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Building the Y-axis

A project log for Turning a Makibox into a PCB Mill

I bought one of the ill-fated Makibox 3D printer 4 years ago. Time to make it earn it's keep - but as something it was not intended to be.

Myles EftosMyles Eftos 07/15/2018 at 23:580 Comments

I've now built the aluminium frame and completed the Y-axis. Of course, this was not without it's problems.

Firstly, I misordered - I was one set of uprights short. This may not be a massive problem though, as I hadn't taken into account the size of the spindle when designing the X-axis, and it wouldn't have fitted in the configuration I had designed for - That's what you get for forging ahead with out good engineering drawings.

Other minor issues were easily fixed by reprinting some parts - I added limit switches into the motor and bearing holders (though I haven't worked out how to make the switch on the bearing holder work yet), I made the driver carriage wider so the whole anti-backlash nut fitted completely and I changed the shape of the passenger carriage so it could slide over the entire stroke.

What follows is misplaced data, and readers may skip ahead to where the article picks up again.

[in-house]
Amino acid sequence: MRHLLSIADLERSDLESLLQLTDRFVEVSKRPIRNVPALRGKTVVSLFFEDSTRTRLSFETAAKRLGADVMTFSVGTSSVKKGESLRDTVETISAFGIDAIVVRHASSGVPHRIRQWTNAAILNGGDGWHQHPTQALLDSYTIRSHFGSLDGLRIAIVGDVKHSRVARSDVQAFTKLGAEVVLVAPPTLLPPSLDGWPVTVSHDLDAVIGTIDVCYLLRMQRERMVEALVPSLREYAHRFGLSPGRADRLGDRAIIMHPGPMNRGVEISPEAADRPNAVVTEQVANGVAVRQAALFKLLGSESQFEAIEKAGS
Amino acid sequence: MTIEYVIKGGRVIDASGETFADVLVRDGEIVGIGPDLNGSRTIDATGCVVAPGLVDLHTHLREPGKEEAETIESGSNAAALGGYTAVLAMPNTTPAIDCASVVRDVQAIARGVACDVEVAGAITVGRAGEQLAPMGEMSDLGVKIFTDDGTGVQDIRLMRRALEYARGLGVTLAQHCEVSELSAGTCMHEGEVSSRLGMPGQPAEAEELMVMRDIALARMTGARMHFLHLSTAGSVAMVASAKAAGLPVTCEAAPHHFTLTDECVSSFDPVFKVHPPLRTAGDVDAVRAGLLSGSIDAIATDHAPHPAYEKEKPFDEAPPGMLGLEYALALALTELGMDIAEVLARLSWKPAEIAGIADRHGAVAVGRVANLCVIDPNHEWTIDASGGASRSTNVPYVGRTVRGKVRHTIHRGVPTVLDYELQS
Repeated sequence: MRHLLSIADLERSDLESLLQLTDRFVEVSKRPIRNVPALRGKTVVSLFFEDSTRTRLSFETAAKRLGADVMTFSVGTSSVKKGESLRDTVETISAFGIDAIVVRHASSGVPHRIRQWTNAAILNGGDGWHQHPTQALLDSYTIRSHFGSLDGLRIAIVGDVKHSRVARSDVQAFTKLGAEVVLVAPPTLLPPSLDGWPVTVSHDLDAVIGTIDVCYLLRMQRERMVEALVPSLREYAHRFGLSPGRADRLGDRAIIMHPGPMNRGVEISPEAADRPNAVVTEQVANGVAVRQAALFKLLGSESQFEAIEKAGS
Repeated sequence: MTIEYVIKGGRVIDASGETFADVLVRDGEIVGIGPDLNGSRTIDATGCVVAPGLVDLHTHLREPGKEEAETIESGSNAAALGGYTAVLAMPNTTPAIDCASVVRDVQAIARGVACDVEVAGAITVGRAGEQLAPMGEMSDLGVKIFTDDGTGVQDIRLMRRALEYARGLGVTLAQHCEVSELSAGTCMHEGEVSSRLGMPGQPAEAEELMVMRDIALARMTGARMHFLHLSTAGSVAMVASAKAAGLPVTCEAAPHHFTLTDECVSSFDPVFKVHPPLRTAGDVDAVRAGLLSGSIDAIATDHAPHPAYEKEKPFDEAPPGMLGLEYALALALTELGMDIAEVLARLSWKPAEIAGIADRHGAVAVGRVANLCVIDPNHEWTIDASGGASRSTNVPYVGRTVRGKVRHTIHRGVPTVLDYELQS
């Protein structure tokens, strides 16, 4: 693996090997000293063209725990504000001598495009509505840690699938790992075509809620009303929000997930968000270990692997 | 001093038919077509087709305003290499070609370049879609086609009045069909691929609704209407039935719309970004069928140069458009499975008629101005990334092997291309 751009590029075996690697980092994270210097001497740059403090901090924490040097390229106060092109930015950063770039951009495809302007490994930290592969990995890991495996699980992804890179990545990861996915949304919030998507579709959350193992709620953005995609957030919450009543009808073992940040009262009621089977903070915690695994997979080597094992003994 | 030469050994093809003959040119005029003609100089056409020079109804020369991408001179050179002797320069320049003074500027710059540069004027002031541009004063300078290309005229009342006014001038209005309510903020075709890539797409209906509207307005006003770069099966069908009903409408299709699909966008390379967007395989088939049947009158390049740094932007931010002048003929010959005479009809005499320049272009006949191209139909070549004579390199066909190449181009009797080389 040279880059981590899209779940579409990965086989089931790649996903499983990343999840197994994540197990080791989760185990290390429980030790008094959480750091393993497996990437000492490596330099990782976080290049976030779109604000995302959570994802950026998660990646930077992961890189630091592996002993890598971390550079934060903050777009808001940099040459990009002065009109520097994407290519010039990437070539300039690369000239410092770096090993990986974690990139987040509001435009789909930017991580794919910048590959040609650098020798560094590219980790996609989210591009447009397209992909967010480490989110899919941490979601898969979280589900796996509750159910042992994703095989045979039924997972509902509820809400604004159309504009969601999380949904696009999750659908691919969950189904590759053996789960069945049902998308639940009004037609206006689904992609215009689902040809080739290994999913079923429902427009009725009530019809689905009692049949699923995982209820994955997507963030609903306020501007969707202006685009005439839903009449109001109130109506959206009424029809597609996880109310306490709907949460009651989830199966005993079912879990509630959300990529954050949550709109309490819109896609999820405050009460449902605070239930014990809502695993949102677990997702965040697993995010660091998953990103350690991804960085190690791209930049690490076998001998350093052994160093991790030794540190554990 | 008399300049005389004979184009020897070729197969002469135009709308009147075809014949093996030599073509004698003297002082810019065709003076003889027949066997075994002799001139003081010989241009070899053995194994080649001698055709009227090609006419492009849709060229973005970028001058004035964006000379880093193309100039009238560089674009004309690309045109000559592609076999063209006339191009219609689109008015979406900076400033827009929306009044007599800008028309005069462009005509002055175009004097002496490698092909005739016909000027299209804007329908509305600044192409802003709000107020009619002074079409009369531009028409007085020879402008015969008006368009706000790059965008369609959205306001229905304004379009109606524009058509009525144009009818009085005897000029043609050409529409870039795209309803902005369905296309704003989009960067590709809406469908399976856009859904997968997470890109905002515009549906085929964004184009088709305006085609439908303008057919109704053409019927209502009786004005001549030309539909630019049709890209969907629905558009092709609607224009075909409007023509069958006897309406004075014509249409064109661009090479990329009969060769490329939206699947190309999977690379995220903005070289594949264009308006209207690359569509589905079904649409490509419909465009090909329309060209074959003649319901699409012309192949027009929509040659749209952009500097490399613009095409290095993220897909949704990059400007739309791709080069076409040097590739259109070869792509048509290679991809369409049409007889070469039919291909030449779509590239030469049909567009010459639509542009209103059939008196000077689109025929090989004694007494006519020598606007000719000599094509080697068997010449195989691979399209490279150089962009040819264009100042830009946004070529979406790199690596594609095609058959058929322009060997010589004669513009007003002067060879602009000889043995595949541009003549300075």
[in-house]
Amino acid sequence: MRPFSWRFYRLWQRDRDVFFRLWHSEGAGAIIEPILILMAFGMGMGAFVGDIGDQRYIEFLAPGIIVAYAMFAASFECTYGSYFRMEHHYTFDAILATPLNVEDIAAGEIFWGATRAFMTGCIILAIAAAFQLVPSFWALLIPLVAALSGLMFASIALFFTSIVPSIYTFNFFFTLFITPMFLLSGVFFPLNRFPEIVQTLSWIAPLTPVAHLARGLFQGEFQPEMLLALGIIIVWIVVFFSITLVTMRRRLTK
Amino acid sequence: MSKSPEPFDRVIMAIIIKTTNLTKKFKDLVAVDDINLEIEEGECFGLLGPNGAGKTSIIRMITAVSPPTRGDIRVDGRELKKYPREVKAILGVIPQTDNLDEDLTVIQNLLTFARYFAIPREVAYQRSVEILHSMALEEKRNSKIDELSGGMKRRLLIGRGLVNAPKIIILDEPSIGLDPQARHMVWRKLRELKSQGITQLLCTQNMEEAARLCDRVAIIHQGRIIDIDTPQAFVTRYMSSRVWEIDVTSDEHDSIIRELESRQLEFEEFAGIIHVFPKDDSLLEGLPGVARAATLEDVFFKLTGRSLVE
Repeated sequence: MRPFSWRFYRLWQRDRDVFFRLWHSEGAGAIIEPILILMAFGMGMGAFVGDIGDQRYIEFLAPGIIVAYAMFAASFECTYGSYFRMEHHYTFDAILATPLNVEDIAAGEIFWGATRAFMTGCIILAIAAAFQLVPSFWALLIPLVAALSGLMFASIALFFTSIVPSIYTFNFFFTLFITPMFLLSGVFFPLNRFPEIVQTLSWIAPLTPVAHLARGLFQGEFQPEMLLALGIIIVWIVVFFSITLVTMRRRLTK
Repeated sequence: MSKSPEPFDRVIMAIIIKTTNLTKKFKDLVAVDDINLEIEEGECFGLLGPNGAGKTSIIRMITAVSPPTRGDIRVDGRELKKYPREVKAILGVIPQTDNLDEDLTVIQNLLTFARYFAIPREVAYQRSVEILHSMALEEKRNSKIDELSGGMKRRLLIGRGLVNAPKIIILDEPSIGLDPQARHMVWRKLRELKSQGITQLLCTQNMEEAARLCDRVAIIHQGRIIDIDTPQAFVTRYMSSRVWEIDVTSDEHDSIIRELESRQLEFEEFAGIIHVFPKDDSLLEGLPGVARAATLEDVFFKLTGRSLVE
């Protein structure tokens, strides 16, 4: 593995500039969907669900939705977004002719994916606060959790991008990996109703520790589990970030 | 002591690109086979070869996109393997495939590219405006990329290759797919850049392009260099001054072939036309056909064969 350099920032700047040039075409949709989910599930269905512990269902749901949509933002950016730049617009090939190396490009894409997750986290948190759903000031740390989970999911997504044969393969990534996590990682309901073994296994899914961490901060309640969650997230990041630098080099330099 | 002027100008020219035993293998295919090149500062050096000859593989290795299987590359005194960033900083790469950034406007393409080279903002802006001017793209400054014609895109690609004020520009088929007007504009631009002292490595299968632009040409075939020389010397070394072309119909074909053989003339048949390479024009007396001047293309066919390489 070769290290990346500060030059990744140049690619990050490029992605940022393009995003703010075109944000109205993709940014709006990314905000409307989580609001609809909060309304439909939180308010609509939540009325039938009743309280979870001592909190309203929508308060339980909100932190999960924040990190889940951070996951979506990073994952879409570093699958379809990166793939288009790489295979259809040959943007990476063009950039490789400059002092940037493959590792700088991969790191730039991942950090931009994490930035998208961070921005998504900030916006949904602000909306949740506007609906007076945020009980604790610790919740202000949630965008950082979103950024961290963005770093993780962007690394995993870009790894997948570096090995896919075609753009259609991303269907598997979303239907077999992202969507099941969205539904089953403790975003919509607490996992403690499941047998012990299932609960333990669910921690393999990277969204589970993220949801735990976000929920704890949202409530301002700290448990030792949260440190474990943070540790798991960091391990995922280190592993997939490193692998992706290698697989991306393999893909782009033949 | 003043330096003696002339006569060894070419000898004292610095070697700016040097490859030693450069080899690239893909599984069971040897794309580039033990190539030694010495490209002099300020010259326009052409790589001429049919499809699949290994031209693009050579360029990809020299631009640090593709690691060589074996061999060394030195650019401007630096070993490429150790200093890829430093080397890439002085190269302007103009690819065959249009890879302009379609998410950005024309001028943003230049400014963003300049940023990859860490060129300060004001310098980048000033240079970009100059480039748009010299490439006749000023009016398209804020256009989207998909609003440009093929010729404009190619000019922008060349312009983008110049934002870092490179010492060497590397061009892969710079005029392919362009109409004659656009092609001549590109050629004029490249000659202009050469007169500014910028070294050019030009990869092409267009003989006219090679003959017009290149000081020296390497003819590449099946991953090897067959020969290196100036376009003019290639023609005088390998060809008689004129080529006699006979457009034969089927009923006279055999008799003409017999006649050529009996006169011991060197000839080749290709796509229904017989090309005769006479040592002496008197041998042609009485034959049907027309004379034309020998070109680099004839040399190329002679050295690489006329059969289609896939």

Everything went together quite well - I did my best to square everything up, using a shim I printed - the holders may not be exactly in the middle, but they are all consistently out, which is the main thing.

I was a little concerned that both carriages were rotating around the z-axis, but realised that was because they weren't joined yet, so there was only two points of contact, rather than four. 

To fix that, I cut out a 205mm x 205mm MDF spoil board, and attached it using a 0.33mm feeler gauge squared it against one of the uprights.

I'm not sure I can do more alignment without having a X-axis, which requires a redesign.

See the video below for the test! (Excuse the upright video - I need to get an iPhone holder)

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